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Donors of New York Chiropractic College's Anatomical Gift Program Remembered at Memorial Service

July 1, 2019 New York Chiropractic College
American servicemen performing military honors
Military honors were performed by the Navy Honor Guard.

No text book alone can help students prepare for their roles as future healthcare providers. Fortunately, students at New York Chiropractic College (NYCC) are privileged to have the opportunity to learn about the human body through the use of donated human cadavers. 

"Human cadavers serve as a silent teacher," said NYCC President Dr. Michael Mestan, referring to donors as 'our first patients.' "Family and friends should be comforted by the knowledge that faculty, staff and students hold in highest esteem and deeply appreciate the individuals who have donated their body for study."

NYCC student Aidan Kaye with Dr. Philip G. Garrison, Dean singing
NYCC students and musicians played guitar and sang. Aidan Kaye, (D.C., 18) (pictured with Dr. Philip G. Garrison, Dean, Finger Lakes School of Acupuncture and Oriental Medicine)  performed "Angel from Montgomery," and Ethan Loft (D.C. '20) performed  "Amazing Grace."

This important contribution to science and the future of healthcare is made possible by individuals who donate their body to the NYCC's Anatomical Gift Program. These donors were recently celebrated and honored during the Anatomy Center Memorial Service held at the College.

Family and friends of the donors, as well as faculty, students and staff gathered together in the Delavan Theater. The memorial included performances by student musicians and words of remembrance. Faculty keynote Dr. Robyn Wakefield-Murphy spoke about the importance of remembering each donor as a living person with important relationships and a "life full of stories and memories."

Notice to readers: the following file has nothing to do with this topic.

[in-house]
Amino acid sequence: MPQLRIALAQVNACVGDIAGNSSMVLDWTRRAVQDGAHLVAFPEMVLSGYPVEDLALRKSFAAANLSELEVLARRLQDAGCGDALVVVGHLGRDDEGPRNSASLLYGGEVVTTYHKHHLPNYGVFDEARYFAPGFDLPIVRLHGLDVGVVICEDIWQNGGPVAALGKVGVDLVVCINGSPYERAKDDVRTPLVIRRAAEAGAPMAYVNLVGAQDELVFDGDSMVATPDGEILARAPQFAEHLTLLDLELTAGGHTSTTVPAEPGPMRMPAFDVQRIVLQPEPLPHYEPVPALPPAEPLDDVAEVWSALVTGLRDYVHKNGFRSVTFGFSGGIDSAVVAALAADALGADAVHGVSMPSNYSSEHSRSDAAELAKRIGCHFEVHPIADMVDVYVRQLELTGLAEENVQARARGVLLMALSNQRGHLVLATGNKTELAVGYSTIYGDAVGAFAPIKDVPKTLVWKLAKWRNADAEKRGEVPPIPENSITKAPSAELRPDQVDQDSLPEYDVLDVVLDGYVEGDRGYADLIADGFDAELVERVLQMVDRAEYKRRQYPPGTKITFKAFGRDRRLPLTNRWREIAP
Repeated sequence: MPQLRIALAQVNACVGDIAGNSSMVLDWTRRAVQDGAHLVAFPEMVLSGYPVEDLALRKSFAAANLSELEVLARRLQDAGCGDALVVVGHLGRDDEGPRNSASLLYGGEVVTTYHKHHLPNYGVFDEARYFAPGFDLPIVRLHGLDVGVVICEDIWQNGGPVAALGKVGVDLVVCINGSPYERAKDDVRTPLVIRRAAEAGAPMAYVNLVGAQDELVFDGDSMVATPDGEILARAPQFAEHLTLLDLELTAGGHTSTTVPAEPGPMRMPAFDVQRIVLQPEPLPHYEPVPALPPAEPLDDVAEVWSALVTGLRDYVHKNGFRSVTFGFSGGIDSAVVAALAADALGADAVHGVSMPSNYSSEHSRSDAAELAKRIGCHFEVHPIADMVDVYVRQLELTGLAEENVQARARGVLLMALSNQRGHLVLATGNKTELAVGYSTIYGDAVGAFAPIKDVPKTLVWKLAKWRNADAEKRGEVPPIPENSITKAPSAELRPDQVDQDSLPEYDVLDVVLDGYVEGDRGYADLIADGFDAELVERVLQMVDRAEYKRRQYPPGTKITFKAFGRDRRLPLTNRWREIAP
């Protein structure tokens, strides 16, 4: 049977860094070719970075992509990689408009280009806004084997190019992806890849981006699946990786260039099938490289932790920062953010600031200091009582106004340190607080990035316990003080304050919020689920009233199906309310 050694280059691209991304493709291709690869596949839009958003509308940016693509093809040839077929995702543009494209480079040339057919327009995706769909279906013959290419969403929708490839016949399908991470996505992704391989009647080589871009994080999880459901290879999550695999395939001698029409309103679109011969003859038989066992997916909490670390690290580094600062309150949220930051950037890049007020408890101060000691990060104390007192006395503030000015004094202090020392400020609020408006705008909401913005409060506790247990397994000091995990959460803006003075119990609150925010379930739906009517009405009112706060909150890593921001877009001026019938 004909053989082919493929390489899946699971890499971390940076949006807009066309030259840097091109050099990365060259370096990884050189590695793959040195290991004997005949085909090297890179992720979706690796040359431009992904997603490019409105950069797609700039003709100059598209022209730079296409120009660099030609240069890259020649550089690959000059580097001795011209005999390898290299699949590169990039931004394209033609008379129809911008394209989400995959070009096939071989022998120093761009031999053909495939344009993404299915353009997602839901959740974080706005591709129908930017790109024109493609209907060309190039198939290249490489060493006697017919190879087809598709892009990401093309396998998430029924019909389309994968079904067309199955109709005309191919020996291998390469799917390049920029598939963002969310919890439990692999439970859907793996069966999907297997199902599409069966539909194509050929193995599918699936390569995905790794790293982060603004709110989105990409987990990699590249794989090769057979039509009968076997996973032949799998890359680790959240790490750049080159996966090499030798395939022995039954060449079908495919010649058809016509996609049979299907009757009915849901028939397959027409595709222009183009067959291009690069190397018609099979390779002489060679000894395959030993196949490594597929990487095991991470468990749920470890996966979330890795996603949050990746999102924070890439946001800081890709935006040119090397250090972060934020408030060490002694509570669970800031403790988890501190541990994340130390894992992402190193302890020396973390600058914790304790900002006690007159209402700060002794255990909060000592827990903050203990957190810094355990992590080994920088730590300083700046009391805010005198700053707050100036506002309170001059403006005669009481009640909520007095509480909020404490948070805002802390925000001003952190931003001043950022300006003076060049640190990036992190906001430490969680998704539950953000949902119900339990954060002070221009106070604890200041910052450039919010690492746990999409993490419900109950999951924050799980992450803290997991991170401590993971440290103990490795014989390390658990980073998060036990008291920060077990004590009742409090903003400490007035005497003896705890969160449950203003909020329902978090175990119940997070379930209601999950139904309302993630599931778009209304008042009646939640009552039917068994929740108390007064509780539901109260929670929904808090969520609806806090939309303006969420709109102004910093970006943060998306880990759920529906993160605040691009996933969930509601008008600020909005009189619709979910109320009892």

Dr. Michael Zumpano, director of the College's Anatomical Gift Program, while speaking at the recent donor memorial service.
A plaque above the NYCC Anatomy Lab door reads: Mortui vivos docent' or "The dead teach the living." "It's in this way that the memory of our donors will live on in the clinical care provided by our students," said Dr. Michael Zumpano, director of the College's Anatomical Gift Program, while speaking at the recent donor memorial service.

Student keynote speaker Andrew Morgan (D.C., '20) described the importance of anatomical donations through the metaphor of navigating a dark room while balancing a glass of water. "(In the dark) You would stumble, bump into things maybe even spill the water, but you may be able to do it," he said. "Now imagine how much easier it would be if I just turn on the lights and ask you to do the same exact thing." For Andrew, and other students who learn with anatomical donations as they study to be healthcare providers, he said donors are the "impeccable souls who turn on the lights."

Reverend J. Brad Benson of Trinity Episcopal Church in Seneca Falls performed the invocation and benediction, and a military service was presented by the Navy Honor Guard, Waterloo American Legion Post 435 and VRW Post 6433. 

Read more about the Anatomical Gift Program at NYCC.


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